ImageNet     62.7     63.3     67.3     68.6     69.4     69.9
CLIP     78.7     79.9     81.9     84.4     84.0     85.8

We also visualize misclassified images from the classes that have the least accuracy for the CLIP model, along with the predicted label. We see that there are some objects that the model struggles to identify (like "medicine", which gets predicted as "hand soap" or "toothpaste/toothpowder" ) as well as some classes that contain stereotypes ("house" is often predicted to be "religious building").
centered image

Related Work

Below are some papers related to our work. We discuss them in more detail in the related work section of our paper.
Adaptive Methods for Real-World Domain Generalization Abhimanyu Dubey, Vignesh Ramanathan, Alex Pentland, Dhruv Mahajan. CVPR 2021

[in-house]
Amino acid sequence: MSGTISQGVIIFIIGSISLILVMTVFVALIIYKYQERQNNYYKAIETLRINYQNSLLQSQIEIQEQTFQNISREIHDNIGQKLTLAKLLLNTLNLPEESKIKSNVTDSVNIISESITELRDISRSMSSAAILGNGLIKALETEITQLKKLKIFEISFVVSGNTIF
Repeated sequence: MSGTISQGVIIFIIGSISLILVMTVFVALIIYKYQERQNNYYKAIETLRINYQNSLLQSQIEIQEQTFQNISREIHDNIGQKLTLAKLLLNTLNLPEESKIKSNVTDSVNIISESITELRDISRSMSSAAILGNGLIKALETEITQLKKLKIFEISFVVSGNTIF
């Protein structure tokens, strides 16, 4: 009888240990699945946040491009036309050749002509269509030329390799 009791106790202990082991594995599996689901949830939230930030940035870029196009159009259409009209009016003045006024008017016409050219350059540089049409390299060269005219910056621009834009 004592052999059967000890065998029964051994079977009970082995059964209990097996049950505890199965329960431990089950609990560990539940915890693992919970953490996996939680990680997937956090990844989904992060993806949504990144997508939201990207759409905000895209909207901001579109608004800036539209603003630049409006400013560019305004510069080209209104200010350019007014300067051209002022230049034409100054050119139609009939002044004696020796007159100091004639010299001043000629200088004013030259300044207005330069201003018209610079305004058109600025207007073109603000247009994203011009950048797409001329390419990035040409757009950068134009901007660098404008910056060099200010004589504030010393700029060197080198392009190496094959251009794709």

The Dollar Street Dataset: Images Representing the Geographic and Socioeconomic Diversity of the World William A Gaviria Rojas, Sudnya Diamos, Keertan Ranjan Kini, David Kanter, Vijay Janapa Reddi, Cody Coleman. NeurIPS Benchmarks and Datasets Track 2022.
No Classification without Representation: Assessing Geodiversity Issues in Open Data Sets for the Developing World Shreya Shankar, Yoni Halpern, Eric Breck, James Atwood, Jimbo Wilson, D. Sculley. NeurIPS Workshop on Machine Learning for the Developing World 2017.
Does Object Recognition Work for Everyone? Terrance DeVries, Ishan Misra, Changhan Wang, Laurens van der Maaten. CVPR Workshop 2019.


This material is based upon work partially supported by the National Science Foundation under Grant No. 2145198. Any opinions, findings, and conclusions or recommendations expressed in this material are those of the author(s) and do not necessarily reflect the views of the National Science Foundation. We also acknowledge support from Meta AI and the Princeton SEAS Howard B. Wentz, Jr. Junior Faculty Award to OR. We thank Dhruv Mahajan for his valuable insights during the project development phase. We also thank Jihoon Chung, Nicole Meister, Angelina Wang and the Princeton Visual AI Lab for their helpful comments and feedback during the writing process.


Vikram V. Ramaswamy (